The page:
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Genetic factors involved in substance use disorders with review of the rising opioid epidemic

Howard, Alec J. (2016) Genetic factors involved in substance use disorders with review of the rising opioid epidemic. Master Essay, University of Pittsburgh.

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Abstract

Substance use disorders comprise a significant public health burden. In a 2015 survey, the Substance Abuse and Mental Health Services Administration reported that 20.8 million people aged 12 or older had a substance use disorder in the past year. Healthcare expenditure for treatment in the U.S. was reported to cost $24.3 billon in 2009. Research has shown that genetic factors may contribute to the development and maintenance of these disorders. The additive effects of single-nucleotide polymorphisms have been implicated. Epigenetic mechanisms involving microRNA, histone acetylation, and DNA methylation have been evidenced in association with chronic substance use. Further research is necessary to determine the details of underlying mechanisms of susceptibility to addiction. Utilizing evidence-based policy can have a substantial impact on public health outcomes. Concern over rising levels of opioid-related overdose death has warranted changes in health policy. This essay highlights health policy at the federal, state, and local level regarding the opioid epidemic.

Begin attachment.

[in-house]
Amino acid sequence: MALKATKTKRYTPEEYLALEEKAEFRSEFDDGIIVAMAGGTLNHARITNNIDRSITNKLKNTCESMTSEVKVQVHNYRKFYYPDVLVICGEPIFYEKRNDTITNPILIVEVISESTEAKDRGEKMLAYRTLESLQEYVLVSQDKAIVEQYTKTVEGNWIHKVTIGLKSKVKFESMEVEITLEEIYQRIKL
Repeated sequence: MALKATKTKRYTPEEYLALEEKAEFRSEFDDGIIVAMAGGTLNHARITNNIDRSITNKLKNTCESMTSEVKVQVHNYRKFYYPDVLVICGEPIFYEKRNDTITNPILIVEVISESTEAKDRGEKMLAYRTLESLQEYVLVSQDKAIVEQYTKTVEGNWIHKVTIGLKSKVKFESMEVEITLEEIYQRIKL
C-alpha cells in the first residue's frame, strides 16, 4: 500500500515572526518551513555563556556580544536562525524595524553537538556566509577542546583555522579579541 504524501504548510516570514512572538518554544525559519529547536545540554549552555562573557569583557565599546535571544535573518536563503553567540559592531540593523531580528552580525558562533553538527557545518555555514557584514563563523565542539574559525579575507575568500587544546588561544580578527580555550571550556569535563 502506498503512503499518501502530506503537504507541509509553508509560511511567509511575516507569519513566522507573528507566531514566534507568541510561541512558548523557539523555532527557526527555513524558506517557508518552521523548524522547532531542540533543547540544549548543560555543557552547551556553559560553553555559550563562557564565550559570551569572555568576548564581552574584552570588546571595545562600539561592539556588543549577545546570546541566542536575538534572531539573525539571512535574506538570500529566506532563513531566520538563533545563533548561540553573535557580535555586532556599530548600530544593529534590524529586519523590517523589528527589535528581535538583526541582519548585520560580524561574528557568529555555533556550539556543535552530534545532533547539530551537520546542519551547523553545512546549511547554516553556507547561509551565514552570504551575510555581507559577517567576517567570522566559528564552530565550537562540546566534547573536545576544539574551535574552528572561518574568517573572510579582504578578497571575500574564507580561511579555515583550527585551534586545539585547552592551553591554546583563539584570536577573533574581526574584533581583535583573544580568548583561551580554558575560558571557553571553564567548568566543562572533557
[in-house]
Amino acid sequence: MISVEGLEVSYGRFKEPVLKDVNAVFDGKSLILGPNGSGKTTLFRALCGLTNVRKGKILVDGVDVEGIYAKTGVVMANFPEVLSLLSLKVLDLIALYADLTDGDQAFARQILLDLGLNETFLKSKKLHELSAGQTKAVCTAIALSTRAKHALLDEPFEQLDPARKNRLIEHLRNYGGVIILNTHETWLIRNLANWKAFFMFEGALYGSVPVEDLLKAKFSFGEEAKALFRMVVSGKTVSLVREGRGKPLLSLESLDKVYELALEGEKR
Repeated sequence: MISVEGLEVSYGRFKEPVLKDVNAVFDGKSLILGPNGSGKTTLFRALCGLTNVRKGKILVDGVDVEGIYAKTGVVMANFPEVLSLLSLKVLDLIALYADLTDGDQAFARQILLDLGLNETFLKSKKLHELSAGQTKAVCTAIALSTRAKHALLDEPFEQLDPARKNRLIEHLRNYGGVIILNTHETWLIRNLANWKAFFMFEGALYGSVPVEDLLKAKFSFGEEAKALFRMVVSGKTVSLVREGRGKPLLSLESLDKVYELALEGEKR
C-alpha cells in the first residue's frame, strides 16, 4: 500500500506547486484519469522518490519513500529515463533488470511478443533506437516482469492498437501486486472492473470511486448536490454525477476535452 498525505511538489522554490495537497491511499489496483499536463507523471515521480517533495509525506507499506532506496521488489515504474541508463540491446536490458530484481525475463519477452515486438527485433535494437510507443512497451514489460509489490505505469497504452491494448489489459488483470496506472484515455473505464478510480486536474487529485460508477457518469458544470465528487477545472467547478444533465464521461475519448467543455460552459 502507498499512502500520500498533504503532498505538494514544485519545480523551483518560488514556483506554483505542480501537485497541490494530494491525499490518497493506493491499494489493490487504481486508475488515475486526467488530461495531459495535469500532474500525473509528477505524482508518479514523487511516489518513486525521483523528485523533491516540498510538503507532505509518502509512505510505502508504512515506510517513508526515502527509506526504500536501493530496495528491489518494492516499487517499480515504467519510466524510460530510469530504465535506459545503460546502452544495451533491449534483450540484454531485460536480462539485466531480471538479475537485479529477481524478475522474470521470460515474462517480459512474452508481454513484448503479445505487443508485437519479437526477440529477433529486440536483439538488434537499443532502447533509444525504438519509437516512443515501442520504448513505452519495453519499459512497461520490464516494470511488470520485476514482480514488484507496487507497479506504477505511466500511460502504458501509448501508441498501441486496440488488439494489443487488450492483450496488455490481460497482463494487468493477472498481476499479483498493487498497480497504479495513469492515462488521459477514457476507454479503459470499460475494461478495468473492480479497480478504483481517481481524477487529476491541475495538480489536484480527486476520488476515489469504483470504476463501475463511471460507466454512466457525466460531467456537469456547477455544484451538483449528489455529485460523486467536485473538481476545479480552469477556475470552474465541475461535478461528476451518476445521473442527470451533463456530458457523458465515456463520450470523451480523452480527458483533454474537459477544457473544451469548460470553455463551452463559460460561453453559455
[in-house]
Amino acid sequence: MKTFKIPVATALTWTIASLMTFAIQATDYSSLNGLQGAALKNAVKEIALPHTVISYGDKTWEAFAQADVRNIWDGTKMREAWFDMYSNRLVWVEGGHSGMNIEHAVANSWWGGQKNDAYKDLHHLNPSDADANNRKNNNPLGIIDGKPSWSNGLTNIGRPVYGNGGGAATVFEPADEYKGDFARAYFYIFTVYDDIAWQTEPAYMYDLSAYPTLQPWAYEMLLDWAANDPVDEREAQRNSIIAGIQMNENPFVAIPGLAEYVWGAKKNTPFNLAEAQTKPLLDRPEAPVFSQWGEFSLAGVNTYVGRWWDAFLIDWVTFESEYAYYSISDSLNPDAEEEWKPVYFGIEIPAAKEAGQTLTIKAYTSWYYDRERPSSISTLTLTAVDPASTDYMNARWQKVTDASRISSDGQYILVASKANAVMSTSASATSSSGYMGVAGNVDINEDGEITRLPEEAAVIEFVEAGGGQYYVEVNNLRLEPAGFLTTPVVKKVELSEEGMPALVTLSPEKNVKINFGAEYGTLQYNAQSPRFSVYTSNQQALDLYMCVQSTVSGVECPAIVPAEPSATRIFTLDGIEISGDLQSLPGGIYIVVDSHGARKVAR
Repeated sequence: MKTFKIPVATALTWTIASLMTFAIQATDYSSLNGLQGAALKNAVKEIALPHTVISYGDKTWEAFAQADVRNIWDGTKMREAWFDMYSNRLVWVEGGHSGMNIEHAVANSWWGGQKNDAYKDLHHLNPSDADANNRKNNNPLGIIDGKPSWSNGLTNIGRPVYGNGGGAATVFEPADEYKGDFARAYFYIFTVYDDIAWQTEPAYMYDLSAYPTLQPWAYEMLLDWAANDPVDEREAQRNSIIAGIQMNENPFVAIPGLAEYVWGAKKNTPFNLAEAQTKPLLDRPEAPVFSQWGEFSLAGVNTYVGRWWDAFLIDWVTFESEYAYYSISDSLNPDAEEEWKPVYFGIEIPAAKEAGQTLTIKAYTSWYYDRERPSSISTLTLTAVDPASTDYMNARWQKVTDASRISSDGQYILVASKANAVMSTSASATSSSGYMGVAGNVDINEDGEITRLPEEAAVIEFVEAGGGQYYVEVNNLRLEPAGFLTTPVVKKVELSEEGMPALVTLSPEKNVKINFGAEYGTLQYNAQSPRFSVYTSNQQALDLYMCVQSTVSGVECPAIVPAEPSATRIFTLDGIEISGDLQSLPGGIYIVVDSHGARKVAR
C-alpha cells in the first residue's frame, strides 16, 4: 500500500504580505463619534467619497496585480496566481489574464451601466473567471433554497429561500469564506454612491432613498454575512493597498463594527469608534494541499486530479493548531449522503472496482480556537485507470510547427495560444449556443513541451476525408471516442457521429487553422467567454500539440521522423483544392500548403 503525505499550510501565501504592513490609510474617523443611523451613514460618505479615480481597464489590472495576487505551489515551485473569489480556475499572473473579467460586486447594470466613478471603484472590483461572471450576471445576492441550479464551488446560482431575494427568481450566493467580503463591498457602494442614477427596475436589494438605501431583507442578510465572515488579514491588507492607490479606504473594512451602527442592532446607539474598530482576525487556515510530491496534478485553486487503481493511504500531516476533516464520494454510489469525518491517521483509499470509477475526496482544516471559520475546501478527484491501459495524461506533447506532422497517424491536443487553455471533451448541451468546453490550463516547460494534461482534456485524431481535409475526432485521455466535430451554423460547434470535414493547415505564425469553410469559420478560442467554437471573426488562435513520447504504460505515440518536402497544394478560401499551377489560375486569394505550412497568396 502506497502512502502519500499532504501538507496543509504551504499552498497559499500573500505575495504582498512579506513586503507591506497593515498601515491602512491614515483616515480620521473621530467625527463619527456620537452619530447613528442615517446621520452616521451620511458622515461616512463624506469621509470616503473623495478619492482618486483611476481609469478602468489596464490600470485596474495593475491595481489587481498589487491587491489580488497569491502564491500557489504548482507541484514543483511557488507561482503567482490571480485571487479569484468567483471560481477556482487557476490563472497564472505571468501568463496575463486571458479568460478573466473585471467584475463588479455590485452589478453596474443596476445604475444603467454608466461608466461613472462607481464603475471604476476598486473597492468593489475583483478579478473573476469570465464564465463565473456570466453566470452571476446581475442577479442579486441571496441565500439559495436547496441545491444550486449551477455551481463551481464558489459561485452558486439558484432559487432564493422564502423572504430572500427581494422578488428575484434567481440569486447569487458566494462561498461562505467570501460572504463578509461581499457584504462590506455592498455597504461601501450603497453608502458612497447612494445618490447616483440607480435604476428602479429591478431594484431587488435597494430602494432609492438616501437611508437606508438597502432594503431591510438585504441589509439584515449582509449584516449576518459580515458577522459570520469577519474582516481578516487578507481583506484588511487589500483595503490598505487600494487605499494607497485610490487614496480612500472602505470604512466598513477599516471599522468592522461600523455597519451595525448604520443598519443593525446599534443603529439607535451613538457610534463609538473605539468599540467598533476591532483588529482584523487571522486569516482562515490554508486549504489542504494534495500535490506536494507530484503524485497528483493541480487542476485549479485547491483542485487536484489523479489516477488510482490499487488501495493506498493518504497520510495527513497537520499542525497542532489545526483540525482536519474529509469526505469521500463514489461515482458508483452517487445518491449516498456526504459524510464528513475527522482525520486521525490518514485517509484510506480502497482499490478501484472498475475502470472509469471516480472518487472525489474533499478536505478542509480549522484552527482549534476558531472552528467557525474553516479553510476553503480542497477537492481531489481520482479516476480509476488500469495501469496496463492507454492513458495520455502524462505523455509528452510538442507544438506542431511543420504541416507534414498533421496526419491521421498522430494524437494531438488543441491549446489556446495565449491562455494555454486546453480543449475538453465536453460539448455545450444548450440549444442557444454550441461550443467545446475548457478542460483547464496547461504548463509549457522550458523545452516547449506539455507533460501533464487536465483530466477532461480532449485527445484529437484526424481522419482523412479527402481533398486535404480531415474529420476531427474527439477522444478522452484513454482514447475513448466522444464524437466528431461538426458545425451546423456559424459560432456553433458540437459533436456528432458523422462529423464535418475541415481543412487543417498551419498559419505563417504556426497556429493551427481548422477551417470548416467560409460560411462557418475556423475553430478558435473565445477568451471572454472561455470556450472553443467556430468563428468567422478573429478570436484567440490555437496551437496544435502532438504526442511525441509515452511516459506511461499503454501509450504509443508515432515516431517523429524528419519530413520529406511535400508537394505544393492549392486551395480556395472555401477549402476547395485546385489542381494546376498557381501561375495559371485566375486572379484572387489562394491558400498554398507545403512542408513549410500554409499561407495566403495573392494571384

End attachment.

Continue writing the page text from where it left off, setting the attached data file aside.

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Details

Item Type: Other Thesis, Dissertation, or Long Paper (Master Essay)
Status: Unpublished
Creators/Authors:
CreatorsEmailPitt UsernameORCID
Howard, Alec J.ajh132@pitt.eduAJH132
Contributors:
ContributionContributors NameEmailPitt UsernameORCID
Committee ChairKammerer, Candacecmk3@pitt.educmk3UNSPECIFIED
Committee MemberMartinson, Jeremyjmartins@pitt.edujmartinsUNSPECIFIED
Date: 16 December 2016
Date Type: Publication
Publisher: University of Pittsburgh
Institution: University of Pittsburgh
Schools and Programs: Graduate School of Public Health > Human Genetics
Degree: MPH - Master of Public Health
Thesis Type: Master Essay
Refereed: Yes
Date Deposited: 22 May 2017 20:54
Last Modified: 02 May 2019 14:55
URI: http://d-scholarship.pitt.edu/id/eprint/30408

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